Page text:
Woman sues over law school entrance exam
A Fort Salonga woman who says she has a brain disorder that causes her to read and write slowly has filed a federal lawsuit against administrators of the law school entrance exam, saying she has been denied additional time she needs to take the test.
Lisa Rousso, 41, filed suit Monday in federal court in Brooklyn, saying the Pennsylvania-based Law School Admissions Council refused to provide accommodations for her disability that would allow her to take the Law School Admission Test on Saturday at Farmingdale State College.
Rousso said she has a cognitive disorder stemming from a brain lesion that was surgically removed in 2005.
In an interview, Rousso said she had provided medical documentation in October that her disorder is irreversible.
She said the Law School Admissions Council told her, through her attorney, that they had reviewed the documents and believed her condition likely would improve.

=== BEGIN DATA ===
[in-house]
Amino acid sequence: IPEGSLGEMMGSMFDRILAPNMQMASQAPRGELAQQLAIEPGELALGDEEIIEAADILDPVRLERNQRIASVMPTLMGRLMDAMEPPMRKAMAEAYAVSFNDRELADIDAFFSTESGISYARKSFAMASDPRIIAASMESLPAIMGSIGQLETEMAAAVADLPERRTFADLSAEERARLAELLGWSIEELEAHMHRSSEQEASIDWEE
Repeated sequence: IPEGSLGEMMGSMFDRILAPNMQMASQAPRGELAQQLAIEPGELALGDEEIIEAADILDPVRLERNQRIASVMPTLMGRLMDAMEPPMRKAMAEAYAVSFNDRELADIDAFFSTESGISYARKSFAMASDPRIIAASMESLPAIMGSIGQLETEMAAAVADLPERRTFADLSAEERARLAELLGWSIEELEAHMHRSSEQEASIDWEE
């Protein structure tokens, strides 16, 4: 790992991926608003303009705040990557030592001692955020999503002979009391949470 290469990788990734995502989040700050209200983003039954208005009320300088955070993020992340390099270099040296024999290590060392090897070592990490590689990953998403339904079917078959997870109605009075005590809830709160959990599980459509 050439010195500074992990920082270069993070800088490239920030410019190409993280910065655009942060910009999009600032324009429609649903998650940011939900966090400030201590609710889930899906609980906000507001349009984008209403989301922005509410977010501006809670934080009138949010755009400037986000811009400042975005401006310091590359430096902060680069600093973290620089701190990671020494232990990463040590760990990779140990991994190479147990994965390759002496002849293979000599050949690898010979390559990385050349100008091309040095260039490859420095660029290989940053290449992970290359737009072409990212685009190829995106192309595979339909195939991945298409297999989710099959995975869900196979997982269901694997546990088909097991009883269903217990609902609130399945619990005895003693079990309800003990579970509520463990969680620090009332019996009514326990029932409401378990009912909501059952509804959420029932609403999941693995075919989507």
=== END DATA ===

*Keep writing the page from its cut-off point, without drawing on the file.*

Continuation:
"I was kind of blown away because I thought, 'Are you kidding me? Do you know more than my doctors know?' " Rousso said. The council did not interview her or dispatch doctors to examine her, she said.
A spokeswoman for the admissions council, which runs the exam, known as the LSAT, said the council does not comment on lawsuits.
Rousso is asking the court for an order allowing her an additional three hours to take the three-hour exam, plus extra rest breaks during the test.
She also seeks compensation for about $8,000 she has spent on fees to take the exam and legal expenses, said her attorney, Jo Anne Simon of Brooklyn. The LSAT costs $263, which includes exam fees and preparation of law school applications.
"The law requires that it be fairly administered and equitably administered," Simon said.
Rousso, a married mother of three boys, said her disorder causes severe fatigue. She said she could not complete sample exams during LSAT preparation courses.
"My processing is much slower than it ever was," she said. "It's like when somebody has to repeat something to you over and over -- that's what it's like to me."
Rousso, president of the Kings Park Council of Schools, an umbrella group of parent-teacher organizations, said LSAT administrators first said they did not receive medical reports after she mailed her exam application in October.
"They waited weeks to tell me they didn't have it," she said, adding that she supplied another copy.